It’s inappropriate for critics to project their own shit onto a work of art. But for music fans? That’s what we do. It’s how an album can become so entangled with a specific time in your life. Certain songs get scratched into our souls, you know.
Ryan Walsh gets this. From the opening lines of the new album by Boston’s Hallelujah the Hills, Walsh acknowledges his willingness to conflate the relationship between performer and audience: “Hello, I am the singer singing this song / And if you think that might be you, well I guess you might not be wrong.” This theme is even more explicit in the title track: “I’m you / Don’t freak out / I’m you.”
That warning is not unwarranted. It can be really easy to let yourself slide into a wormhole of reading too much into something and convincing yourself that someone is singing directly to you. Do you remember the scene in Imagine where John Lennon talks to the homeless dude who is freaking out and believes that the songs were written about him? “It all fits,” the guy insists. John shoots down his theory but invites him in for tea. Don’t freak out.
That’s the key, right? We’re all interconnected but the question is, “How do you keep those banjo-murder-love songs from becoming your fate?” The overlap between the music you love and your own persona is slippery and can be scary. “We know the dangers of one person using another person as a muse,” Walsh sings. The danger is that you might no longer be able to “be sure that you’re you, I’m me, and not the other way around.”
If that sounds heavy, you’re right. It is. This is a serious album that offers a lot to think about. That’s not to suggest it’s a slog to listen to. It’s certainly not. In fact, there are quite a few lines that are laugh-out-loud funny. My favorite is: “I was first in line at the solipsistic sad guy seminar / But inside it just turned out to be another bar.” Another one that cracks me up is: “Sometimes I did drugs I found on the floor / Kept the search on point evermore.”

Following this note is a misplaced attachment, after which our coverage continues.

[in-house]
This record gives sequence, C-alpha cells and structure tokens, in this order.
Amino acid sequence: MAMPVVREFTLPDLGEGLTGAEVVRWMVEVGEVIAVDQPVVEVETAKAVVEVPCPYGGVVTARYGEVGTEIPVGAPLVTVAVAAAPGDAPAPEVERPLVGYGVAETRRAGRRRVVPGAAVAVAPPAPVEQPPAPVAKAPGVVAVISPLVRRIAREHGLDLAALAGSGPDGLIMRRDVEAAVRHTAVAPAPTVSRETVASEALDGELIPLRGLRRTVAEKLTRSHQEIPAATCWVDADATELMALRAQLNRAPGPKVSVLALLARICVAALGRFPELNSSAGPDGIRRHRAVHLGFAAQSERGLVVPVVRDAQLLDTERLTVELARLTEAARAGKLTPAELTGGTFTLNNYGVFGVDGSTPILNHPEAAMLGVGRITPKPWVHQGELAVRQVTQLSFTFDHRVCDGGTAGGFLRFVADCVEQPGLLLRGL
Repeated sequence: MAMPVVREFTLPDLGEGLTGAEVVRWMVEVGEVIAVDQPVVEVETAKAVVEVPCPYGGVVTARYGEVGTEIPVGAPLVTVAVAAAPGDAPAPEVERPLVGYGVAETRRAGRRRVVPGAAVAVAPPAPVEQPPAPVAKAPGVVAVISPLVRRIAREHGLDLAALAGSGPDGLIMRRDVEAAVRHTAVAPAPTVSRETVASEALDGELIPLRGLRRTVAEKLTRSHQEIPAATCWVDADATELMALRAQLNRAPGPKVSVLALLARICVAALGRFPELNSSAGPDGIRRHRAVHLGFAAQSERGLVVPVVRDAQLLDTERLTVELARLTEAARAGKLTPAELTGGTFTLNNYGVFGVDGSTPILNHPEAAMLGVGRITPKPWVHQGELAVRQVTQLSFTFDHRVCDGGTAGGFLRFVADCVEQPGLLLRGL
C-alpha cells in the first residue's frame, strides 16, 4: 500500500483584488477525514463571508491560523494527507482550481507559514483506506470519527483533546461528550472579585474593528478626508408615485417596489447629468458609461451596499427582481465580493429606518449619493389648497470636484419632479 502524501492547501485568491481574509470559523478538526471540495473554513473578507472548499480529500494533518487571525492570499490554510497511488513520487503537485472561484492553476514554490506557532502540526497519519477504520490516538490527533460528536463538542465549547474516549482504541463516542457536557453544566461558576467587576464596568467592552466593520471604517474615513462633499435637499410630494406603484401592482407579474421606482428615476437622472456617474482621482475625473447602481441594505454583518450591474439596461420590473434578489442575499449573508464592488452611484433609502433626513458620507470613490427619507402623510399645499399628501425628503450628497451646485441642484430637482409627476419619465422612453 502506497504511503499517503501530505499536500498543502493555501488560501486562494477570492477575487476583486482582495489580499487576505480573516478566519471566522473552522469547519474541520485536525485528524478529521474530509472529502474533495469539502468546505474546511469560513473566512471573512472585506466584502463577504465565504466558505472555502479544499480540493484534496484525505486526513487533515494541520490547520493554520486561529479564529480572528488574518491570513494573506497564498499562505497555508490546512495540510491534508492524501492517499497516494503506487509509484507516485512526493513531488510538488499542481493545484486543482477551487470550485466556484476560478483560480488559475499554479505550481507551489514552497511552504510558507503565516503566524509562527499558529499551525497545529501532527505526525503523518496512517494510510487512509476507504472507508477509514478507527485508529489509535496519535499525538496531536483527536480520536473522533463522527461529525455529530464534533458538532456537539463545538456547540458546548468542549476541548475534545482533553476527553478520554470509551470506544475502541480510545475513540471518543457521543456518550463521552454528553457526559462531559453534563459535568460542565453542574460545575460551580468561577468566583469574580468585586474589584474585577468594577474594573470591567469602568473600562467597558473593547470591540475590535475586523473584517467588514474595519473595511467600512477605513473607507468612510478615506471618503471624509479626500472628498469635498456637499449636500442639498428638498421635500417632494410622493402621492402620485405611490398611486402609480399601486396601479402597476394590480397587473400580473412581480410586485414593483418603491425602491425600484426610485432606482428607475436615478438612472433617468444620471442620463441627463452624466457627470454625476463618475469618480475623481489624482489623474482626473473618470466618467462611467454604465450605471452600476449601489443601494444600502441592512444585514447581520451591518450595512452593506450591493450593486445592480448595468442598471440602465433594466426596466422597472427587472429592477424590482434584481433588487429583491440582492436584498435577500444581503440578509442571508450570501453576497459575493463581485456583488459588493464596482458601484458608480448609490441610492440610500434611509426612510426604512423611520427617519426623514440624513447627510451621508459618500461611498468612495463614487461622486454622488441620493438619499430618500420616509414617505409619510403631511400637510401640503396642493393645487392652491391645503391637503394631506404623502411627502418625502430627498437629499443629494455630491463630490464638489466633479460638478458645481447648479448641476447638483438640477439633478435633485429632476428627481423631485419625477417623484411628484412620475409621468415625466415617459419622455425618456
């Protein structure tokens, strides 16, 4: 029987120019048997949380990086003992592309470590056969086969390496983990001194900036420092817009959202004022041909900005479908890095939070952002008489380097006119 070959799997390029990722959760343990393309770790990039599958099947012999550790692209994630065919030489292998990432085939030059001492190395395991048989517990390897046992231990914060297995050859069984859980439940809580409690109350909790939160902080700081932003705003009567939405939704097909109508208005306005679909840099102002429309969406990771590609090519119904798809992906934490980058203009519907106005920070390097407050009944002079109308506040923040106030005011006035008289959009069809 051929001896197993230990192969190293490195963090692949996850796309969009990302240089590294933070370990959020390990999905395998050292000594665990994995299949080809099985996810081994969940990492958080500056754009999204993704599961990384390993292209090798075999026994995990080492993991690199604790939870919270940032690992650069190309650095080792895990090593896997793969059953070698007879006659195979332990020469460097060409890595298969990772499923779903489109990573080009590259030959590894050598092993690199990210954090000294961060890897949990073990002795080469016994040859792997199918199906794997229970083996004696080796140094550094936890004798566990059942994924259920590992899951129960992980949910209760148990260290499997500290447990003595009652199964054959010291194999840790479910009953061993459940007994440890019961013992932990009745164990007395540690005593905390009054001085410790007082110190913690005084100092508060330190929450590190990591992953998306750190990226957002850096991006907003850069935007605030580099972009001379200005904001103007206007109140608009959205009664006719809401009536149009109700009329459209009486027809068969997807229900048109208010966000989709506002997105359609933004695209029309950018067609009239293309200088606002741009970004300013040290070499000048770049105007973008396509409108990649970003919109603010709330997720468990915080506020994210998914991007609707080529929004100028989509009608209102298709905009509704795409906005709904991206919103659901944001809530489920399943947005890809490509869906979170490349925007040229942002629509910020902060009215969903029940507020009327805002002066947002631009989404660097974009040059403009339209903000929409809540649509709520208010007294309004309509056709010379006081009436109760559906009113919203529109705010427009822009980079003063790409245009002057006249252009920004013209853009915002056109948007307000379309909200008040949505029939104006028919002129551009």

“Born To Blow It” employs a bunch of dad jokes (“You might think I was an astronaut the way I’ve been acting so spacey”) to address the role of privilege in self-sabotage: “I wasn’t born to blow it / I’m just my own great destroyer.”
But there are so many lines on this album that hit so close to home, it’s hard not to freak out. “I’m alone / And I can’t stop looking at my phone.” “Prepared pianos and tape loops and the rarest of b-sides have absolutely ruined my life.” “I’m fine / But I’m not okay.”
You know? What the fuck? Are you me? Am I you?
Sometimes it feels like the entire goddamn country is in the middle of an existential crisis and this is as good a soundtrack to this era as any.